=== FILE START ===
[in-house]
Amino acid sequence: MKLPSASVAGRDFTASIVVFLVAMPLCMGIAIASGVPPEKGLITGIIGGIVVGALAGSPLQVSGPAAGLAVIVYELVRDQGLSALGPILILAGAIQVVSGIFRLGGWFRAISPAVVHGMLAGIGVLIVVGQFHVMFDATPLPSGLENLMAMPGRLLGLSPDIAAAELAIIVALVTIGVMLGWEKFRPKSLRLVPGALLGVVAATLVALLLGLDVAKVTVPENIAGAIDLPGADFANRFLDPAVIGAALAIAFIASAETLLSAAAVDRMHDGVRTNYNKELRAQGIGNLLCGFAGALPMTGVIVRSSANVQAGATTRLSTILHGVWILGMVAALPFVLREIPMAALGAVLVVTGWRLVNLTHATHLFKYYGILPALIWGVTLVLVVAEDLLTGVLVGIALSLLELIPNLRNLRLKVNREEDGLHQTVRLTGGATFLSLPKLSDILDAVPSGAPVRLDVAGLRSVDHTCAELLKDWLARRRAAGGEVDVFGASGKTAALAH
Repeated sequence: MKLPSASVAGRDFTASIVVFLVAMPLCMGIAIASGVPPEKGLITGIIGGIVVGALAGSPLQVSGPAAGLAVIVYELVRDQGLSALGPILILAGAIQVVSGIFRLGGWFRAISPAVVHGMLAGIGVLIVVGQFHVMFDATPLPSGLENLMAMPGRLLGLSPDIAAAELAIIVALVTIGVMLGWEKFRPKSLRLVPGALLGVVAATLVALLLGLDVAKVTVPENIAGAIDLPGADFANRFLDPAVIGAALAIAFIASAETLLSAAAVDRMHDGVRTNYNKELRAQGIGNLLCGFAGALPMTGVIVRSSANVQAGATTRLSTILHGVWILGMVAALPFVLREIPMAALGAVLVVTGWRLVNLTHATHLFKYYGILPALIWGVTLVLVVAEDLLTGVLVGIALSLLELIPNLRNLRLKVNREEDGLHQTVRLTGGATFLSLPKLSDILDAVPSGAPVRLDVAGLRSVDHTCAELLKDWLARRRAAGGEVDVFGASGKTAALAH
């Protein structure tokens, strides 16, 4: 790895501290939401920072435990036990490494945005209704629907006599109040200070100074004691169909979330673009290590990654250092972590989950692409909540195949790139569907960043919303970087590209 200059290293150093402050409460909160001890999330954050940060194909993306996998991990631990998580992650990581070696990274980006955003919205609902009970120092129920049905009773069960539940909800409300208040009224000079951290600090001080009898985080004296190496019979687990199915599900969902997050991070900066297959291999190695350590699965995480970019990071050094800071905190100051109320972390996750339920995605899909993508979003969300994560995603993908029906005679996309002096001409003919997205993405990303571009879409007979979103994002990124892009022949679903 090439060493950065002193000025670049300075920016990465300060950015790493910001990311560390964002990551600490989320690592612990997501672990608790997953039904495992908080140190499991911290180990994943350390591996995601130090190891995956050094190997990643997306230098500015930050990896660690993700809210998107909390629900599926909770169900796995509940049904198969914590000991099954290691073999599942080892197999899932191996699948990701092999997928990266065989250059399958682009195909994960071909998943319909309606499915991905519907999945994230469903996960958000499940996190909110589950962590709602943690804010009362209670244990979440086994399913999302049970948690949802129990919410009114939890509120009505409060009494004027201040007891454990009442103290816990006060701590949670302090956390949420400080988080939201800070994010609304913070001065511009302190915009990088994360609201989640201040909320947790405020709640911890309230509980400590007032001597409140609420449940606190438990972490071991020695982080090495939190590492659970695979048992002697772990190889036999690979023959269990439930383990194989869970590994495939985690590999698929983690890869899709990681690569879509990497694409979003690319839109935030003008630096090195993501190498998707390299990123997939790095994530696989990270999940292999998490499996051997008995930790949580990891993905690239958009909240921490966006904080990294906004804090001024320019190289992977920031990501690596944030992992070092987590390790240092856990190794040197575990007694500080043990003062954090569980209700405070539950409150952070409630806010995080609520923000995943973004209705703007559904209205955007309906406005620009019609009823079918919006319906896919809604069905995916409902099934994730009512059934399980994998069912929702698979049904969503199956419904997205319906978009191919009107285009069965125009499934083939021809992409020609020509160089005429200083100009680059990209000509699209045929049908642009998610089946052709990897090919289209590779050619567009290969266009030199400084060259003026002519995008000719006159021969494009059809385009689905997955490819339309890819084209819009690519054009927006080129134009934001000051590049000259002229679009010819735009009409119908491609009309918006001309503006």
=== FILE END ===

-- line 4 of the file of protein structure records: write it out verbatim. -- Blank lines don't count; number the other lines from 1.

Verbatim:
């Protein structure tokens, strides 16, 4: 790895501290939401920072435990036990490494945005209704629907006599109040200070100074004691169909979330673009290590990654250092972590989950692409909540195949790139569907960043919303970087590209 200059290293150093402050409460909160001890999330954050940060194909993306996998991990631990998580992650990581070696990274980006955003919205609902009970120092129920049905009773069960539940909800409300208040009224000079951290600090001080009898985080004296190496019979687990199915599900969902997050991070900066297959291999190695350590699965995480970019990071050094800071905190100051109320972390996750339920995605899909993508979003969300994560995603993908029906005679996309002096001409003919997205993405990303571009879409007979979103994002990124892009022949679903 090439060493950065002193000025670049300075920016990465300060950015790493910001990311560390964002990551600490989320690592612990997501672990608790997953039904495992908080140190499991911290180990994943350390591996995601130090190891995956050094190997990643997306230098500015930050990896660690993700809210998107909390629900599926909770169900796995509940049904198969914590000991099954290691073999599942080892197999899932191996699948990701092999997928990266065989250059399958682009195909994960071909998943319909309606499915991905519907999945994230469903996960958000499940996190909110589950962590709602943690804010009362209670244990979440086994399913999302049970948690949802129990919410009114939890509120009505409060009494004027201040007891454990009442103290816990006060701590949670302090956390949420400080988080939201800070994010609304913070001065511009302190915009990088994360609201989640201040909320947790405020709640911890309230509980400590007032001597409140609420449940606190438990972490071991020695982080090495939190590492659970695979048992002697772990190889036999690979023959269990439930383990194989869970590994495939985690590999698929983690890869899709990681690569879509990497694409979003690319839109935030003008630096090195993501190498998707390299990123997939790095994530696989990270999940292999998490499996051997008995930790949580990891993905690239958009909240921490966006904080990294906004804090001024320019190289992977920031990501690596944030992992070092987590390790240092856990190794040197575990007694500080043990003062954090569980209700405070539950409150952070409630806010995080609520923000995943973004209705703007559904209205955007309906406005620009019609009823079918919006319906896919809604069905995916409902099934994730009512059934399980994998069912929702698979049904969503199956419904997205319906978009191919009107285009069965125009499934083939021809992409020609020509160089005429200083100009680059990209000509699209045929049908642009998610089946052709990897090919289209590779050619567009290969266009030199400084060259003026002519995008000719006159021969494009059809385009689905997955490819339309890819084209819009690519054009927006080129134009934001000051590049000259002229679009010819735009009409119908491609009309918006001309503006």